When a good is made illegal consumers react by squeezing more consumption into a 
shorter period of time in order to minimize the chances of getting caught per unit of 
pleasure.  Thus, it is a common observation that adults drink more often than 
teenagers but
in less quantity (Thus, I have a glass of wine two to three times a week.  Even binge 
teenager drinkers probably binge only once a week.)  This idea is the consumer side 
equivalent to the observation that prohibition increases the incentives of seller's to 
harder drugs (more dollar per oz thus reducing the chances of being caught).


Edward Lopez wrote:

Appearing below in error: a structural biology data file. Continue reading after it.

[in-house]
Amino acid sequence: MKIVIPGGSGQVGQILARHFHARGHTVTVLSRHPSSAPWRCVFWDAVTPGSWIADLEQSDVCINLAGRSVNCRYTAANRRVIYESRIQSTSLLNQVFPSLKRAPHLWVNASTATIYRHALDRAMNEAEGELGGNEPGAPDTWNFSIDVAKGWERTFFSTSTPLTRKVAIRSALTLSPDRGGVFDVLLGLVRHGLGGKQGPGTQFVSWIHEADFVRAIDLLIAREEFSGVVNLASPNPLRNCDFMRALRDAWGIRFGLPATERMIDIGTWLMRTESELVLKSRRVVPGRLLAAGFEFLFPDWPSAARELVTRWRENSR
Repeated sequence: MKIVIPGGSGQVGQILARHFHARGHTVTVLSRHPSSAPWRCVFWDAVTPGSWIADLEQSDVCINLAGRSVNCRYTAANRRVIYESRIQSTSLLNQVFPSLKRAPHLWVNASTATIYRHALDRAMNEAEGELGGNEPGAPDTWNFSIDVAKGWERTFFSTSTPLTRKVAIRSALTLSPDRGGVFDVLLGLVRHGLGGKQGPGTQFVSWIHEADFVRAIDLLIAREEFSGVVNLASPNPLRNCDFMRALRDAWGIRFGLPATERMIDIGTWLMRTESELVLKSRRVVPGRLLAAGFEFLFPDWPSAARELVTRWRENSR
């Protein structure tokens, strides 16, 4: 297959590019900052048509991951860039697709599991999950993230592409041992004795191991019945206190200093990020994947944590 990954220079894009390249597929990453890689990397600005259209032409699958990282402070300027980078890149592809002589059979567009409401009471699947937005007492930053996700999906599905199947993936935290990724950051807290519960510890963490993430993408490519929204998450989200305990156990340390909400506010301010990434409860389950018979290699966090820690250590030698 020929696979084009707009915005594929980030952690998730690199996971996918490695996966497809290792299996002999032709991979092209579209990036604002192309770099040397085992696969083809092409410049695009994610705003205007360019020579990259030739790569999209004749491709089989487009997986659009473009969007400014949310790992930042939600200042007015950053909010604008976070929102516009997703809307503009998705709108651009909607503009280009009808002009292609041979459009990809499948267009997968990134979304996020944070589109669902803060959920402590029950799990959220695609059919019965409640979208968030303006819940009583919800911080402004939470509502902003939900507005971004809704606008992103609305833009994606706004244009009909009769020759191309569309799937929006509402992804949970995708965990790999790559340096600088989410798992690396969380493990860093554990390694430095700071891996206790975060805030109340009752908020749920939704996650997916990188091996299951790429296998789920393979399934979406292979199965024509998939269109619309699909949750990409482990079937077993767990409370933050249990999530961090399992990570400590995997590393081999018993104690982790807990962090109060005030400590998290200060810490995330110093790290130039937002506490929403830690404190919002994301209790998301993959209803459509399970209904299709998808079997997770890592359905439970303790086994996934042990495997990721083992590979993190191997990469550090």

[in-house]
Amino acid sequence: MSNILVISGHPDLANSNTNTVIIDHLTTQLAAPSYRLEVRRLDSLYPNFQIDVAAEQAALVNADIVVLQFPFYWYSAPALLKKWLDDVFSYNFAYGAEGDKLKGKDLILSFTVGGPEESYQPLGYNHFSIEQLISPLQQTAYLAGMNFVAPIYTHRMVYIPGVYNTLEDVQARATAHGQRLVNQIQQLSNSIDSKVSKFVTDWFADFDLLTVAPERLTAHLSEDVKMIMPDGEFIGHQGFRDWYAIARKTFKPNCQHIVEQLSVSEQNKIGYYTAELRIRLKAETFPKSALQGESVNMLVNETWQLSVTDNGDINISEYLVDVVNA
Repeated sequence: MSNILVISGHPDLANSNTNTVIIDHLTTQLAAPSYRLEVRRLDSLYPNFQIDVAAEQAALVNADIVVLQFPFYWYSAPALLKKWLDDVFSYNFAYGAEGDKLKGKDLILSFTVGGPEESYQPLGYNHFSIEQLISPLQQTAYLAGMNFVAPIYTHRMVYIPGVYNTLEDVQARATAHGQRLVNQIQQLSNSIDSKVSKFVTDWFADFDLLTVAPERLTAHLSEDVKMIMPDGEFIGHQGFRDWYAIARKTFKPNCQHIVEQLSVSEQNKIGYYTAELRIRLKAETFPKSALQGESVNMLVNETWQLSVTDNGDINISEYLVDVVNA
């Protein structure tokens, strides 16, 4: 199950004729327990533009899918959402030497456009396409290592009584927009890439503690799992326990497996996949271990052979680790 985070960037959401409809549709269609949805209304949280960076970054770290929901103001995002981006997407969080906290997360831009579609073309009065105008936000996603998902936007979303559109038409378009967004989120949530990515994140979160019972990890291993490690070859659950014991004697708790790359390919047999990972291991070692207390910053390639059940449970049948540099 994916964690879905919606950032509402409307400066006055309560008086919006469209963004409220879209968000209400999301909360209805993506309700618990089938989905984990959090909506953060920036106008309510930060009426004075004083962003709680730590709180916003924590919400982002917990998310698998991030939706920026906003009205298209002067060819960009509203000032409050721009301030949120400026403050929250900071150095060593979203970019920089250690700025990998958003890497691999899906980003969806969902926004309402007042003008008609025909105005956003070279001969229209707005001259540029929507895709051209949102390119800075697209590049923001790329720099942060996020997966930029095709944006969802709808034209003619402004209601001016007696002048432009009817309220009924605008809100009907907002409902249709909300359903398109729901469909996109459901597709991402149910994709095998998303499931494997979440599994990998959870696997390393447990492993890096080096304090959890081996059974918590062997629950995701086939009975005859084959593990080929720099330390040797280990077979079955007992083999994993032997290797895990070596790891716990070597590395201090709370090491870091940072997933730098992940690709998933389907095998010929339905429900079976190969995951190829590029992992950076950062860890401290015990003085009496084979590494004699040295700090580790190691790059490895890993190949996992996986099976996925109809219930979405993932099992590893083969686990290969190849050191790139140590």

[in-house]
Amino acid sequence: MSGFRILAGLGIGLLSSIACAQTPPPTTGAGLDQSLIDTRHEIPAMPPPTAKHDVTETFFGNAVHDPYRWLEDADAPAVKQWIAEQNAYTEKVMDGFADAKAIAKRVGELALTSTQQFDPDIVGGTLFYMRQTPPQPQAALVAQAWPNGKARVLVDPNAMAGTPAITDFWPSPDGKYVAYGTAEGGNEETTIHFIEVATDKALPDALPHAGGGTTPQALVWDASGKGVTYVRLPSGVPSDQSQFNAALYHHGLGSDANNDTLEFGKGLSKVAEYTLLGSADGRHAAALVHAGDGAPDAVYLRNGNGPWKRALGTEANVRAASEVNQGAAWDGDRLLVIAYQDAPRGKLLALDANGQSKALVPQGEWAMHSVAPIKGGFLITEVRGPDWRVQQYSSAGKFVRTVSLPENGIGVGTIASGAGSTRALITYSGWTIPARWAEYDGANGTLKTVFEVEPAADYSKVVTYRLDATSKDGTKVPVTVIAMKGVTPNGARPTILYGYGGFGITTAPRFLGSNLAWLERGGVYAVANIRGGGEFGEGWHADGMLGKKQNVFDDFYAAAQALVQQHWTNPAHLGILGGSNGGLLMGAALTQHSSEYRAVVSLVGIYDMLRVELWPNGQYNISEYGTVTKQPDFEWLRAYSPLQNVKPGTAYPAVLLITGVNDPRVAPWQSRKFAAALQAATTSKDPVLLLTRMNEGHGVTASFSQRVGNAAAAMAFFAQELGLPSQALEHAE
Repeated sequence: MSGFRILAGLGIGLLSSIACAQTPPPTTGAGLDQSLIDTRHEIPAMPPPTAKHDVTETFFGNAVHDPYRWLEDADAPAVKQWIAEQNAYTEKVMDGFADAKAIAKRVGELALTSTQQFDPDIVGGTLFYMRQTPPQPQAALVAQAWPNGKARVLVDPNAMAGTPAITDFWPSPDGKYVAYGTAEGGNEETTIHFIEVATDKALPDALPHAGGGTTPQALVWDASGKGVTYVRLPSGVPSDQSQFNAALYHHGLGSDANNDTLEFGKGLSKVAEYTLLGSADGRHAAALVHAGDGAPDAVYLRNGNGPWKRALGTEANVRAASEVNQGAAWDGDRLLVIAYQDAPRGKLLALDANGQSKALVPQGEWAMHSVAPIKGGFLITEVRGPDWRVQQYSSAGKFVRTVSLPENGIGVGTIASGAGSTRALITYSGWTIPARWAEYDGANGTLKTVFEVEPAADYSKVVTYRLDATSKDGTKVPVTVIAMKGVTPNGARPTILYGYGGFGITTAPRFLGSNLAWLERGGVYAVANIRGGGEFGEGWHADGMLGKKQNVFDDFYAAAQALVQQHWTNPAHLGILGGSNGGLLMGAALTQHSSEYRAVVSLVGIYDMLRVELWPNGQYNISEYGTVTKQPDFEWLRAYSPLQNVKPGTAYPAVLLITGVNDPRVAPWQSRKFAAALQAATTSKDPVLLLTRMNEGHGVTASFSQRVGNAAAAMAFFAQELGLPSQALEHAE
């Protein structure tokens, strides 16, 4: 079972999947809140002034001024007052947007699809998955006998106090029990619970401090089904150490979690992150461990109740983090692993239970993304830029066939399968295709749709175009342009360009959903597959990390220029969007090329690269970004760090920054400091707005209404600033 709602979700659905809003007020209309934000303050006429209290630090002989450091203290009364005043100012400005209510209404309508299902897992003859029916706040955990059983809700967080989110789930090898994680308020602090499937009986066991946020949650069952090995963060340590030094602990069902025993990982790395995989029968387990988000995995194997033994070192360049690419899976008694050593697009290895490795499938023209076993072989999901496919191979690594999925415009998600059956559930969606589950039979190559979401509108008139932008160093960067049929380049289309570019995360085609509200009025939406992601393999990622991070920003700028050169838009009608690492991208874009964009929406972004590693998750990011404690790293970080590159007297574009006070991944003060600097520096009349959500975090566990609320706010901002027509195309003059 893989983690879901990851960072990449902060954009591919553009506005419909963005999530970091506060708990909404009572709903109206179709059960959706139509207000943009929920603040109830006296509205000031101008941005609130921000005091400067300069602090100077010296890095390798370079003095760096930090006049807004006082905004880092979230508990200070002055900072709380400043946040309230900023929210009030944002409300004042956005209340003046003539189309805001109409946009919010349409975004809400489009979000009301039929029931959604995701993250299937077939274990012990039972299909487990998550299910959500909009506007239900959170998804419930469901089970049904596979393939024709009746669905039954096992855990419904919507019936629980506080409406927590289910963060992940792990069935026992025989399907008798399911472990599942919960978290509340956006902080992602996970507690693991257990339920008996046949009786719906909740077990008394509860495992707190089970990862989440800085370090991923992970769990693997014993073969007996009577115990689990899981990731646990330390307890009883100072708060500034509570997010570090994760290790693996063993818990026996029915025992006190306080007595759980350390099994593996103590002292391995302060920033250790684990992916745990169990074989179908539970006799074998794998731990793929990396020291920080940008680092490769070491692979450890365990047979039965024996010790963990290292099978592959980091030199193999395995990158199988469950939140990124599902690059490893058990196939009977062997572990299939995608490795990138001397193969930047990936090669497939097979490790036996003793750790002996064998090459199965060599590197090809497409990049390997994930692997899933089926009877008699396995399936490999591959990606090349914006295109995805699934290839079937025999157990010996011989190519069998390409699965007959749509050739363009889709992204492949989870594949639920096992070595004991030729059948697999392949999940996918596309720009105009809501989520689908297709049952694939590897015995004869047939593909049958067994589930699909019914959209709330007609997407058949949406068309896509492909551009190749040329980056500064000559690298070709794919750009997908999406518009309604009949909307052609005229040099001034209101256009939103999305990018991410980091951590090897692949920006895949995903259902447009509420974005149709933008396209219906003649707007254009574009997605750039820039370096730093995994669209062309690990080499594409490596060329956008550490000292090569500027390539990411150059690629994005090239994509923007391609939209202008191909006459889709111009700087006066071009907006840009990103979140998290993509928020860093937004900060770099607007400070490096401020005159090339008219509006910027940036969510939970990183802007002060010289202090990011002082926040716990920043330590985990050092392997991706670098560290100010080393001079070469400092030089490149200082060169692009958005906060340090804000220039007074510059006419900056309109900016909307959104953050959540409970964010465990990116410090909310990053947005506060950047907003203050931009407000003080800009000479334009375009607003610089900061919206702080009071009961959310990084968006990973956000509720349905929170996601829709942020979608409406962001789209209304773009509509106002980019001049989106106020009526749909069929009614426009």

> In a Forbes article last year, a professor of health at Indiana University notes 
>that since the increase in the legal drinking age to 21 (1987), total amount of 
>alcohol consumed dropped but the incidence of EXCESSIVE drinking increased among 
>18-20 year olds.
> 1. any takers on why?
> 2. is a "forbidden fruit" argument consistent with economic rationality?
> Ed.
> Edward J. López
> Assistant Professor
> Department of Economics
> University of North Texas
> P.O. Box 311457
> Denton, TX 76203-1457
> Tel: 940.369.7005
> Fax: 940.565.4426
> Web: www.econ.unt.edu/elopez

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